> (/sys/kernel/mm/transparent_hugepage/) as well as on the fact how well
> the 'khugepaged' works. If I read the transparent huge page
> documentation (http://git.kernel.org/cgit/linux/kernel/git/torvalds/linux.git/tree/Documentation/vm/transhuge.txt)
> it seems to me that there are still a lot of tuning paramters. I agree
> that the general usage is easier compared to 'UseHugeTLBFS' but on the
> other hand, once UseHugeTLBFS succeeds we have the huge pages forever.
I agree. I've been told that transparent huge pages can have a huge
Do you think it's wrong to default to transparent huge pages when the
user has not specified any large pages flags? The other option would be
to not turn on large pages at all, unless the user specifies large pages
flags. I think it's OK to default to transparent huge pages, since the
user have that option enabled in the OS and have the ability to turn
them off if they are too intrusive.
> And finally, are these changes really intended for hs24 as denoted in
> the subject?
They were intended for hs24, but we couldn't get enough testing done in
time to include this rather large behavioral change.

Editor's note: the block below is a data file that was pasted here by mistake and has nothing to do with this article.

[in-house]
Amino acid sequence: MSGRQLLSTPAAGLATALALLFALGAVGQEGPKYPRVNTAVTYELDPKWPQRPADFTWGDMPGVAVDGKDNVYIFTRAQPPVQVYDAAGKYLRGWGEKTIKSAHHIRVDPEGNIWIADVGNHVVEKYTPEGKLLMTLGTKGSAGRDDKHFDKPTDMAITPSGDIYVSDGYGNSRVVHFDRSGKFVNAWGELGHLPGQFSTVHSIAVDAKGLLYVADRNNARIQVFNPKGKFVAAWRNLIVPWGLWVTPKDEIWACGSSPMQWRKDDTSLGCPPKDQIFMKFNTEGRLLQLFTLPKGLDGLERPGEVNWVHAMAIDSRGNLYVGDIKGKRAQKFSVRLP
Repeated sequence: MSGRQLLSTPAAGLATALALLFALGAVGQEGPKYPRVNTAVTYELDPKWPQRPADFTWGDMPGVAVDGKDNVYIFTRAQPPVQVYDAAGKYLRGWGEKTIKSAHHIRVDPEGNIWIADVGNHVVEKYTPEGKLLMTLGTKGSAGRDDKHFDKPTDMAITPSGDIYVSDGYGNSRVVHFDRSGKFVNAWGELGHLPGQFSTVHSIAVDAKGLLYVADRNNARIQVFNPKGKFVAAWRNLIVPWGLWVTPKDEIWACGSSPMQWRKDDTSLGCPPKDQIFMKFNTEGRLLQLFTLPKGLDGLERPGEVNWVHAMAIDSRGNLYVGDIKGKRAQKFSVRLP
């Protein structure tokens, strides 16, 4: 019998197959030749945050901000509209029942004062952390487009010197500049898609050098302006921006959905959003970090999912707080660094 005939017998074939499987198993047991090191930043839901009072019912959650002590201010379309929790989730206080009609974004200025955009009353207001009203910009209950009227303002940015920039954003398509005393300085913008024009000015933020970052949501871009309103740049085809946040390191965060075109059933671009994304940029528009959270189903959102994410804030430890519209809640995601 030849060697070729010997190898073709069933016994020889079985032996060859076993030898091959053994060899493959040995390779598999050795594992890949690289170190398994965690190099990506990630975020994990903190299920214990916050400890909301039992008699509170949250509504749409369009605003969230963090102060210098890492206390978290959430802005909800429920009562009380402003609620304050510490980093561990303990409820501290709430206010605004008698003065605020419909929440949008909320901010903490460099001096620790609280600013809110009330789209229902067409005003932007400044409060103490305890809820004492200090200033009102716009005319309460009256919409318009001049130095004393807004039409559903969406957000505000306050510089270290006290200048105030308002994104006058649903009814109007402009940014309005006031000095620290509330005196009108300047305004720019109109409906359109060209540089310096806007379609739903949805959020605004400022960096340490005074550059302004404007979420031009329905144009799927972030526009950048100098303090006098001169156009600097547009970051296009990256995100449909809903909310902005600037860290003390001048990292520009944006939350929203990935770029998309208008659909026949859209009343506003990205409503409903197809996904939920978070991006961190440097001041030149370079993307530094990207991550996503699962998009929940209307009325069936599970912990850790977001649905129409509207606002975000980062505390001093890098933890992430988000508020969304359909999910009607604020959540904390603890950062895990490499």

Since this wasn't included in hs24, I'll try to bring this in through
hs25 (JDK8) before, potentially, bringing this into a JDK7 update
release. There are changes going into hs25 that conflicts with my patch,
so i need to resolve those issues before publishing the hs25 review request.
> Then I don't understand your comment that "Unfortunately,
> it's not likely that we'll get this into the hs24 release."
That comment was meant for Florian Weimer's question about:
JDK-8012015 : Use PROT_NONE when reserving memory
> Thank you and best regards,
> PS: by the way, where did you get the information from that a failing
> "mmap(addr, size, ... MAP_FIXED|MAP_HUGETLB ...)" will remove the
> previous mapping? I couldn't find t hat anywhere.
I found that this was the way the linux kernel behaved while debugging
the original crash.
I filed a bug against the Kernel:
Unfortunately, this seems to be the intended behavior.
> (I think this may
> also be one of the reasons why we sometimes loose the guard page
> protection for a thread. We thought we fixed that problem ("7107135 :
> Stack guard pages are no more protected after loading a shared library
> with executable stack",
> http://bugs.sun.com/bugdatabase/view_bug.do?bug_id=7107135) but maybe
> we only fixed one reason? What if a thread places it's stack into the
> area of the removed mapping and afterwards, when the memory is mmaped